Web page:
How did Radio Rethink start?
John: I was leaving my position of Music Director at KGNU after 9 years to go work in the mobile technology space. Toward the end of my time on staff at KGNU, Matt and I had developed AfterFM ( as the 24/7 music home for the station. We learned a ton during that project and had developed a mobile-friendly player. We're both stat nerds and saw that the implementation of that site and the players for both AfterFM and KGNU's main site had caused the listenership and engagement to jump. After I had left the staff, we were cruising around to other station sites doing research for a much bigger idea to dramatically expanding community radio's reach when we saw that we needed to take a step back. So, with that larger concept on the back burner, we decided to first work on solving the serious need for developing a mobile-friendly player for community radio. Initially we offered it for "free", but the number of stations that use it has grown so much that we can't afford to pay for it out of pocket and we now request a small donation.
What about community radio inspires you to devote the time and energy you do to the project?
John: We believe community and public radio present some of the greatest music and stories in the world. We want to make sure that content reaches the largest audience possible.

What's the weirdest Radio Rethink feature ever requested?
John: Can't really say, because we ended up implementing it for the station that asked. But, it wasn't that weird. Nobody has said, "It's cool, but can it also fill in as a board op?"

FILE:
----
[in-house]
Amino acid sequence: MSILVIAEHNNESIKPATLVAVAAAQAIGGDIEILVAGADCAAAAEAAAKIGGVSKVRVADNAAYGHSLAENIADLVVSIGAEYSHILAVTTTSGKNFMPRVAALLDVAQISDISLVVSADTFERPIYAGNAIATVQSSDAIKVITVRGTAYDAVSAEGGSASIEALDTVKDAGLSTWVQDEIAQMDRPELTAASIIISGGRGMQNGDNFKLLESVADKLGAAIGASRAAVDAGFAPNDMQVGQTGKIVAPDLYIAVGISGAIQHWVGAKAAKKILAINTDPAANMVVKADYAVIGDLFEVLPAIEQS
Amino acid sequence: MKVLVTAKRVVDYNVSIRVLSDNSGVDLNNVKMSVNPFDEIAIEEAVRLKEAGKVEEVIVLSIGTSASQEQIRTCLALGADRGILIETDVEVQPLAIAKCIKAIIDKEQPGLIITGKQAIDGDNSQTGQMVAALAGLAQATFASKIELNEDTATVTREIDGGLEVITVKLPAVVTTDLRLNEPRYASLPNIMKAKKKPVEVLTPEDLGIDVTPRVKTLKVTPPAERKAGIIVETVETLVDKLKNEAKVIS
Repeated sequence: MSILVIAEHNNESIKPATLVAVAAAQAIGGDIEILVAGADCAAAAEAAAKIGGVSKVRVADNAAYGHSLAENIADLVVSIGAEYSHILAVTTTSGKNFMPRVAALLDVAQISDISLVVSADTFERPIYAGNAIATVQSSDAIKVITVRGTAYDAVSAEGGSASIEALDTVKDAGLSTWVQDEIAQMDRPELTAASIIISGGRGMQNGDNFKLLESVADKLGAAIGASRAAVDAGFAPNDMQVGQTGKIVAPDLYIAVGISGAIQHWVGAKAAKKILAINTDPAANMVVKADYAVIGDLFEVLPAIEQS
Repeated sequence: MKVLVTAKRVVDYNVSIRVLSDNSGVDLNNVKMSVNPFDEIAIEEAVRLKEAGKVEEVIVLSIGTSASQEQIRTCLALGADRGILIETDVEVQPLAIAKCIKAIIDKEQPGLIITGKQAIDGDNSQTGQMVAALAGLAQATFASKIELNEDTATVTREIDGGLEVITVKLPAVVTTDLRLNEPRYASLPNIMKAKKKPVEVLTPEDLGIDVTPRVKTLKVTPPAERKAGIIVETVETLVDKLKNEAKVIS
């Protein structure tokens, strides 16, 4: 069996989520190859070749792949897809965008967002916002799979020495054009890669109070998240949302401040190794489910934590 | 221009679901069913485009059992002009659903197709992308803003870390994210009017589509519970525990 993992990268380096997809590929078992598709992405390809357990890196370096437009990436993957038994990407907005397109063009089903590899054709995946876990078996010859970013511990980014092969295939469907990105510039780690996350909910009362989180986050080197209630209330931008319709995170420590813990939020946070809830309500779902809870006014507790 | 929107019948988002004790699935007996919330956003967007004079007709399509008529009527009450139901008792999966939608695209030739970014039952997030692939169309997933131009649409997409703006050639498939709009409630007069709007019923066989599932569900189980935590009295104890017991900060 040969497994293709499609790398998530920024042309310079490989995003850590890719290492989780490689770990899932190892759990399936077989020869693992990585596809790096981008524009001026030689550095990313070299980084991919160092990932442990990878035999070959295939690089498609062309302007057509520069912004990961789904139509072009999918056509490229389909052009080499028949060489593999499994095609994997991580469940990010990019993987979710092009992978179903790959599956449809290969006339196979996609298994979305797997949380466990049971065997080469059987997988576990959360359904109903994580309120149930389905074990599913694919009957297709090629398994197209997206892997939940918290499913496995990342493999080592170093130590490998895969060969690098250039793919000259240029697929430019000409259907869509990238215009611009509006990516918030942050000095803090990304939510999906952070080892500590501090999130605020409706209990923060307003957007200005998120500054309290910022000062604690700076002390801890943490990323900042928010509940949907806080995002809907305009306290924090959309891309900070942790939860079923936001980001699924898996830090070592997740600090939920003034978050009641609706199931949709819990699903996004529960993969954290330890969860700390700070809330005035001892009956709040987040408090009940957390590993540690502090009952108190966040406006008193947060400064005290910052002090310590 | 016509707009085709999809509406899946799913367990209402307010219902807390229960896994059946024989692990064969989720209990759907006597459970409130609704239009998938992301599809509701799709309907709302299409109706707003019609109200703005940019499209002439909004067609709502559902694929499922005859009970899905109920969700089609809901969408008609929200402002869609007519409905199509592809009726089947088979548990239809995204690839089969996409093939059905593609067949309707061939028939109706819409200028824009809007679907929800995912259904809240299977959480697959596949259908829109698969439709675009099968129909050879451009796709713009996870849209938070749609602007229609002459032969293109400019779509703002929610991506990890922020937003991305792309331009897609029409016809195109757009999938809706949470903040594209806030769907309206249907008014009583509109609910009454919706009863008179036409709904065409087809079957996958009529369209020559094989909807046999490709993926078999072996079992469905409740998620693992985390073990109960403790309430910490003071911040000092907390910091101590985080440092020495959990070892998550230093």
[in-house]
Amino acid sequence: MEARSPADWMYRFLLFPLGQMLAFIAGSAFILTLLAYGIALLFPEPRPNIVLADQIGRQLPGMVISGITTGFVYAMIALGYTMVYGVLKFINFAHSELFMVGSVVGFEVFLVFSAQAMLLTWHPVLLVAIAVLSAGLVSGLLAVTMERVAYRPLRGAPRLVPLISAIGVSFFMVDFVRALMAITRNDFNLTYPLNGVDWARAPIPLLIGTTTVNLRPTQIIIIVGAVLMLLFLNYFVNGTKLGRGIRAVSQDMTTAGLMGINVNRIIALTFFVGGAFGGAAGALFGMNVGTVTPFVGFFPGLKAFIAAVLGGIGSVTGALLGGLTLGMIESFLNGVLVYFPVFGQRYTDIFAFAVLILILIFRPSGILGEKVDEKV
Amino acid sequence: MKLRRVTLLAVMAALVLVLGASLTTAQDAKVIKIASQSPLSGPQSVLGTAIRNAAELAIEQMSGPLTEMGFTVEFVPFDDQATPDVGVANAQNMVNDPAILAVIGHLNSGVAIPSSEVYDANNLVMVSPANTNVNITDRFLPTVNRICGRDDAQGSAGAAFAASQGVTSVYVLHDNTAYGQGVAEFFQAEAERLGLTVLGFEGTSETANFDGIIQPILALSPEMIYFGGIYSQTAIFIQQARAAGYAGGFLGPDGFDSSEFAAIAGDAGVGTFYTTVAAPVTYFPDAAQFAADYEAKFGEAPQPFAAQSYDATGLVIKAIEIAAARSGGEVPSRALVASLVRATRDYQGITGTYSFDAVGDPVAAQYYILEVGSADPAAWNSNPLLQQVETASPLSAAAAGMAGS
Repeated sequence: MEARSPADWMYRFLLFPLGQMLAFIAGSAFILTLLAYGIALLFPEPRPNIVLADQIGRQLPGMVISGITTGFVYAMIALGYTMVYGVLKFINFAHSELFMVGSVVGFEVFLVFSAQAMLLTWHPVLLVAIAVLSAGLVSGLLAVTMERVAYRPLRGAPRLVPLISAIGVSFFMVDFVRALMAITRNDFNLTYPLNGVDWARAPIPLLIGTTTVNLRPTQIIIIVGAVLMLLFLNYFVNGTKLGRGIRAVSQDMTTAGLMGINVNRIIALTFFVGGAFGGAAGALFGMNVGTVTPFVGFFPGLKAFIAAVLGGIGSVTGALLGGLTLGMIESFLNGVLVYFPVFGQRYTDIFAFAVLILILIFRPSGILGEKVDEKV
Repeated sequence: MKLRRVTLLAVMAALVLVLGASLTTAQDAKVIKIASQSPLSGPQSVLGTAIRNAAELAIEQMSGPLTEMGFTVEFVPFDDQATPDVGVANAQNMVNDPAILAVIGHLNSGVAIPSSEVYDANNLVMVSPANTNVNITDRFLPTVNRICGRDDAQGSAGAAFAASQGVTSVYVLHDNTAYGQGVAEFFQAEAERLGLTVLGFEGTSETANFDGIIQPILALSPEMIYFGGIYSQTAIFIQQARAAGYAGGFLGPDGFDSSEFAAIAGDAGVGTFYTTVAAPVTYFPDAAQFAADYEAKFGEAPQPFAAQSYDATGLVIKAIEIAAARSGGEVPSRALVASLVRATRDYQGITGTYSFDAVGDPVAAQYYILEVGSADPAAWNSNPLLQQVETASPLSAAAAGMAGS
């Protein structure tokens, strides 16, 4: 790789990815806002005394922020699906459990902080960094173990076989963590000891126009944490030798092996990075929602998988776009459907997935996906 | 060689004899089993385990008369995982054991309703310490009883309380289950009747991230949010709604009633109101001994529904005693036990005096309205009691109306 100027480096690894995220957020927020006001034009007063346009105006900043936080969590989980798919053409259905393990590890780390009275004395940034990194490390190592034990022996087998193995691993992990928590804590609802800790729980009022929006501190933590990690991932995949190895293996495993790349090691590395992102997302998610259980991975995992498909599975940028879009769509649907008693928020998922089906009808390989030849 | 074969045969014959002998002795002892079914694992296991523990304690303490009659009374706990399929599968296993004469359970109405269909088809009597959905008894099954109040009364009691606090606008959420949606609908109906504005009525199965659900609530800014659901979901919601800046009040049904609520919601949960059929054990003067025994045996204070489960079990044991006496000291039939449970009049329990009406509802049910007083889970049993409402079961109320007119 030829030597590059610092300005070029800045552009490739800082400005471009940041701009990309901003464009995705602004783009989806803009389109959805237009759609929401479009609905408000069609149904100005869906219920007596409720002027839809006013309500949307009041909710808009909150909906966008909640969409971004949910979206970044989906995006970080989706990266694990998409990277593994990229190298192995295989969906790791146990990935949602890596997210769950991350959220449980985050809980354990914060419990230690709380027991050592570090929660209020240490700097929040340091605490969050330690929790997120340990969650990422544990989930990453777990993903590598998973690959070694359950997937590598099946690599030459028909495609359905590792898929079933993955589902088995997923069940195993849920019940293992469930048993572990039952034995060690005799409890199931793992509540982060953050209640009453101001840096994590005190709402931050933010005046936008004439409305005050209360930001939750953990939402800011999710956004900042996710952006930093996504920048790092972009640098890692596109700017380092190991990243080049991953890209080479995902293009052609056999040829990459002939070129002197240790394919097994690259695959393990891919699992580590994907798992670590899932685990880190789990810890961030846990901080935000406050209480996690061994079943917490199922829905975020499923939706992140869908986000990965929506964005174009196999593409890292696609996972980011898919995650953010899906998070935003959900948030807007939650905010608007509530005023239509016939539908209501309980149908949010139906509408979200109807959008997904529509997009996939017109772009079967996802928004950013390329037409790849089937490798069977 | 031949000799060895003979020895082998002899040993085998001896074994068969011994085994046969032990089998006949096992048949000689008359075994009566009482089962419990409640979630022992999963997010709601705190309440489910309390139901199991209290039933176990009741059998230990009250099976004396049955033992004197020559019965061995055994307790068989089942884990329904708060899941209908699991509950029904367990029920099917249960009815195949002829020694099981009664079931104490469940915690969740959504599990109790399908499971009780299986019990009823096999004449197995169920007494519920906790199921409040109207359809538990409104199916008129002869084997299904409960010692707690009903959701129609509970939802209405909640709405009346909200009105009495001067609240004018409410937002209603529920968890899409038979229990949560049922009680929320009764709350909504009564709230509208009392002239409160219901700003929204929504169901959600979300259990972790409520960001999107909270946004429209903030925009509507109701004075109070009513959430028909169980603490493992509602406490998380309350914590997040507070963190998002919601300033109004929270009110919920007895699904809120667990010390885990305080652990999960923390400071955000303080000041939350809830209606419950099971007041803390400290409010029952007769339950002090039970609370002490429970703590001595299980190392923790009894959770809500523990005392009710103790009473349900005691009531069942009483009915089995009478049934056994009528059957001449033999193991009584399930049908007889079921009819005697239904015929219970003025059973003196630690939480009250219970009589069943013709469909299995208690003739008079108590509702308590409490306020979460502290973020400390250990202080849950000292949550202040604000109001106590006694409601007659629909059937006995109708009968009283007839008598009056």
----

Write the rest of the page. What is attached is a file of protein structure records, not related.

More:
What are some of the big technology challenges you see for stations?
John: Well, I think you need to take a step back to pave the way for that question. First, as we all know, these stations are all drastically underfunded and seriously understaffed. It's hard enough to manage all of the tasks of a station and cultivate a strong volunteer-powered community while attempting to generate important and critical content every single day. So, to add in a layer where these stations now also have to keep up with wave after wave of technological innovation, it's a lot to ask and very challenging.
Matt:  These days with so many technology platforms (Windows, Mac, iPhone, Android, Smartphones, Tablets, Alexa etc.) it is very hard for stations to have the expertise to reach all their listeners effectively.  A service such as the Airpocket Tuner helps to bridge the expertise and budget gaps for stations with a limited technology scope and budget.
Are there tips and best practices you recommend for stations to be more mobile friendly or accessible online?
Matt: First and foremost, design with “Mobile First” in mind.  This means making the assumption that any content (live audio, archives, news, blogs) on your station’s website will be consumed by roughly 50% mobile (smartphones and tablets) and 50% desktop.  The simple test is to navigate your own station’s content on a smartphone and “see how long you can stand it”.  This will give you a good estimate as to how mobile friendly your station’s online presence is currently.  Your station probably doesn’t need an app in the iPhone App Store or on Android’s Google Play, but if you aren’t thinking “Mobile First” then you can just assume you aren’t reaching about half of your listeners and members.  As you might have guessed, this trend is only predicted to increase, with mobile consumption slowly overtaking desktop usage on the internet.
John: I would just add that there's some handy information about this from our Maker's session from the 2016 NFCB conference available here.
What are the common mistakes you see stations could avoid?